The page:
The group of stars has been known by the name Ophiuchus for two thousand years
or more. What is not known, though, is why the name 'Serpent Holder' was assigned to them.
Some suggest that the constellation represents Asclepius or Aesculapius, the
healer of Greek myth whose cult was closely associated with serpents. This identification
is by no means certain.
Ophiuchus is a large constellation (the eleventh largest in the sky), and contains a number
of bright stars. The star designated Alpha Ophiuchi is Ras Alhague, a fairly nearby star
with a name that means 'Head of the Serpent Holder'. There are four other stars above
third magnitude: in descending order of brightness, these are Sabik, Zeta Ophiuchi,
Yed Prior and Kelb Alrai.
More famous than any of these is Barnard's Star, which lies just under six light years
from Earth, and is one of the Sun's closest neighbours. It is a very small and faint
red star of the type known as subdwarfs, so that despite being so nearby, it is invisible
to the naked eye.
Ophiuchus abounds with Globular Clusters, and though none can be seen with the naked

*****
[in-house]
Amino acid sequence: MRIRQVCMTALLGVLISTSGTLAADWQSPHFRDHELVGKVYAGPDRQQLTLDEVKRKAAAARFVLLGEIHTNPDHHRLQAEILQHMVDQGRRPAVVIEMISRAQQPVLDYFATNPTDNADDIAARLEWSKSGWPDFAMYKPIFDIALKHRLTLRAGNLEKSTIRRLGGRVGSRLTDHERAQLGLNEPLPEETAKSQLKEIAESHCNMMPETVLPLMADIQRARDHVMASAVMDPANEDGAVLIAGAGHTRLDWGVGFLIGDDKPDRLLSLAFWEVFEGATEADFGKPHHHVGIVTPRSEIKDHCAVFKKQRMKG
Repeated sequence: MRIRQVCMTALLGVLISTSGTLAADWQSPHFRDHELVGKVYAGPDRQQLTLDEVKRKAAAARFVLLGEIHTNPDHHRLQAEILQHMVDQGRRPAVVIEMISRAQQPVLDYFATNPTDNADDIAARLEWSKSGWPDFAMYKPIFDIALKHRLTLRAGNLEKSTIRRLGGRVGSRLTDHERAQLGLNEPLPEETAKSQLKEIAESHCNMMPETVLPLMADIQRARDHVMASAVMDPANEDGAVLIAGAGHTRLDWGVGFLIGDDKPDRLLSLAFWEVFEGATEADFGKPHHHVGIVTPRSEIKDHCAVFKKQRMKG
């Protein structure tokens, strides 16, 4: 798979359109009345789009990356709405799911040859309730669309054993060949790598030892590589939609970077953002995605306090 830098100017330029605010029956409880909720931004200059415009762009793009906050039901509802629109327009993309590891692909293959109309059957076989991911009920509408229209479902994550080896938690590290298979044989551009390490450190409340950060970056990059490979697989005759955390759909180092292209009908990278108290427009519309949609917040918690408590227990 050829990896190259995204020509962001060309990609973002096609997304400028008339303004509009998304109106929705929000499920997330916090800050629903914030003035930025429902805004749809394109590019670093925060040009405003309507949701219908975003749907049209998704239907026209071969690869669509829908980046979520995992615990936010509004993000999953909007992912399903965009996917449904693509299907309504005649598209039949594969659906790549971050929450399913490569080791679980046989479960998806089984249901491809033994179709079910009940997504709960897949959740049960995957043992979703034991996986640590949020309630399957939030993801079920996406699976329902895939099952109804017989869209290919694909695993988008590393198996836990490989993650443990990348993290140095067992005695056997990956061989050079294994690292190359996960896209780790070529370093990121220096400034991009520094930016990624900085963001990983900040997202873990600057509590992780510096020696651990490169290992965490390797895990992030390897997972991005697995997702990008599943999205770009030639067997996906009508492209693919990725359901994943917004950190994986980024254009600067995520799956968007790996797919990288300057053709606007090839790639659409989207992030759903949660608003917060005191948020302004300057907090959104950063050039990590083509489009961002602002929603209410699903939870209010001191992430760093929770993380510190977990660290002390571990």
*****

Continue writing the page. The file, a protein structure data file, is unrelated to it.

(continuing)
eye, Messier 10 is quite easy to make out with even a small telescope. Other similar star clusters
in this constellation are M12, M19, M62 and M107.
These Globular Clusters are very distant objects, with the nearest (M10) being more
than 14,000 light years from Earth. Nearer to home, at just 1,000 light years,
a bright open cluster can be seen near Ophiuchus' border with Serpens Cauda. This
is NGC 6633.
The Thirteenth Sign of the Zodiac:
When the zodiac was first delineated by the ancients, it consisted of twelve 'houses',
each associated with one of twelve constellations that lay along the Ecliptic: Aries,
Taurus, Gemini, Cancer, and so on. Since that time, gravitational effects on the
orbit of the Earth, known as 'precession', have caused the line of the Ecliptic to change slightly.
Specifically, it now passes through thirteen constellations, with Ophiuchus
being the new addition. Where the Sun once passed directly from Scorpius into
Sagittarius, it now spends nineteen days each year, from 30 November to 18 December, in the
new 'house' of the Serpent Holder.
In combination with its neighbour Sagittarius, the constellation of Ophiuchus
encloses the central regions of our Milky Way Galaxy.